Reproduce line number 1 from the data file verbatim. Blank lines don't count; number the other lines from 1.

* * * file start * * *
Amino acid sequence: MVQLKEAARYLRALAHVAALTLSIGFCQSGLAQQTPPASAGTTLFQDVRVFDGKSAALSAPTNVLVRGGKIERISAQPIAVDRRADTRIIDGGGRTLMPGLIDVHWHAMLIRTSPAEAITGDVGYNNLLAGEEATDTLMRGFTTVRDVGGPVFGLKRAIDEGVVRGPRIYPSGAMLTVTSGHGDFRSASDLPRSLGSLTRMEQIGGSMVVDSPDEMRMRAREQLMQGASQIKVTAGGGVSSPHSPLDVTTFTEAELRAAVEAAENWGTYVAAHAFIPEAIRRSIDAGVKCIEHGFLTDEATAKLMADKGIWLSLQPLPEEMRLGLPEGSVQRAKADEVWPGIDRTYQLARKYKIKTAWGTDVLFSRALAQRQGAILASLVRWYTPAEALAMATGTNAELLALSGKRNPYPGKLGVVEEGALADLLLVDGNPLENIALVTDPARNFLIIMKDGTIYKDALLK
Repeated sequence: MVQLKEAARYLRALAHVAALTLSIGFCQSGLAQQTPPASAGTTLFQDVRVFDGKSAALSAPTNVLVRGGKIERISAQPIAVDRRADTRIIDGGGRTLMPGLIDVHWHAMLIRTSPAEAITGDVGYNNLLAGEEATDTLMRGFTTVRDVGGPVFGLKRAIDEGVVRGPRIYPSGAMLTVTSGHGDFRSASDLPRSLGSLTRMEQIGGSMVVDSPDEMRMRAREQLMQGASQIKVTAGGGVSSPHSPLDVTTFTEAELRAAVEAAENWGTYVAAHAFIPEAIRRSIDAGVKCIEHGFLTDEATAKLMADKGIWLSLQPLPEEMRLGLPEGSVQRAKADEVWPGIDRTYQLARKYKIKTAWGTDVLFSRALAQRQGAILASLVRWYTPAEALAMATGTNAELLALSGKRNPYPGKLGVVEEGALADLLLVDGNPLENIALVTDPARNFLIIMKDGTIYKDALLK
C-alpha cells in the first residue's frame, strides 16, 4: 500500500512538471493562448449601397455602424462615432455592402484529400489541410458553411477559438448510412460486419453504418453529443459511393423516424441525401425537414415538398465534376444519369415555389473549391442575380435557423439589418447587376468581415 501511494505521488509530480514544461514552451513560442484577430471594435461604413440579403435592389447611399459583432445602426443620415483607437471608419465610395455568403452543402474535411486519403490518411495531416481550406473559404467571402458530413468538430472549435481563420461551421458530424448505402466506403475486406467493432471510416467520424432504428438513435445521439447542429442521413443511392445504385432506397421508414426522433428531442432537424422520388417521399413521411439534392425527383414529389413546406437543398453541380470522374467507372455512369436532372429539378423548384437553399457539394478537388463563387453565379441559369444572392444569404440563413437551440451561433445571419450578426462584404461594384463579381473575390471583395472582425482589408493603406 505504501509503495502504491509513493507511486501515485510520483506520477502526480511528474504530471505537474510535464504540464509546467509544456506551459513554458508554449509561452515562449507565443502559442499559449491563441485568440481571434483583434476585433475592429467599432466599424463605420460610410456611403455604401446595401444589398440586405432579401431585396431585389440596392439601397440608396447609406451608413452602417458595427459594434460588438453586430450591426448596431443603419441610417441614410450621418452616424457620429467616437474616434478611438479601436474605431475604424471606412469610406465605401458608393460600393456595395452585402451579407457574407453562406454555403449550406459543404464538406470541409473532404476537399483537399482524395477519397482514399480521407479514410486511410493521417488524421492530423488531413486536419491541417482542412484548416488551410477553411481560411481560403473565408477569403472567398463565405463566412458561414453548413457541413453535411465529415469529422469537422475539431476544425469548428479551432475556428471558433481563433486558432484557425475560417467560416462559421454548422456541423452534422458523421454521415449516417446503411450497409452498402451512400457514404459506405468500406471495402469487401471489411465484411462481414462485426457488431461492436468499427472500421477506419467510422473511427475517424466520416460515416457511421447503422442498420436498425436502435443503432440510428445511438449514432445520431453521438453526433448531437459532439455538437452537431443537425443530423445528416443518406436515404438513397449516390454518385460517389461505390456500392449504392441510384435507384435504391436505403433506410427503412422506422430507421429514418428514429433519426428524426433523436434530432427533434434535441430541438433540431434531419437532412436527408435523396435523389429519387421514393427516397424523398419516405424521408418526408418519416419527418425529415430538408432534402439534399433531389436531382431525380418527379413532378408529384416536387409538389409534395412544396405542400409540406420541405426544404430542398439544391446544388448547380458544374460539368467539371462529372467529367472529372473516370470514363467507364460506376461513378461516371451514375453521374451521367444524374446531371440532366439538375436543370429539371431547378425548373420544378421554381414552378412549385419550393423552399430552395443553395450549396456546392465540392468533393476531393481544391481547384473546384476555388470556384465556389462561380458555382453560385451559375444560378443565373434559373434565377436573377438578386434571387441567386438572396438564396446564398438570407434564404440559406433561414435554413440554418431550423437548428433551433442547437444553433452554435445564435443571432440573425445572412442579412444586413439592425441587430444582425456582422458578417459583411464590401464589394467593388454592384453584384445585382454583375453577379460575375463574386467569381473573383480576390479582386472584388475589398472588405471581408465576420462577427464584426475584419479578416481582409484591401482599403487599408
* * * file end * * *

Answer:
Amino acid sequence: MVQLKEAARYLRALAHVAALTLSIGFCQSGLAQQTPPASAGTTLFQDVRVFDGKSAALSAPTNVLVRGGKIERISAQPIAVDRRADTRIIDGGGRTLMPGLIDVHWHAMLIRTSPAEAITGDVGYNNLLAGEEATDTLMRGFTTVRDVGGPVFGLKRAIDEGVVRGPRIYPSGAMLTVTSGHGDFRSASDLPRSLGSLTRMEQIGGSMVVDSPDEMRMRAREQLMQGASQIKVTAGGGVSSPHSPLDVTTFTEAELRAAVEAAENWGTYVAAHAFIPEAIRRSIDAGVKCIEHGFLTDEATAKLMADKGIWLSLQPLPEEMRLGLPEGSVQRAKADEVWPGIDRTYQLARKYKIKTAWGTDVLFSRALAQRQGAILASLVRWYTPAEALAMATGTNAELLALSGKRNPYPGKLGVVEEGALADLLLVDGNPLENIALVTDPARNFLIIMKDGTIYKDALLK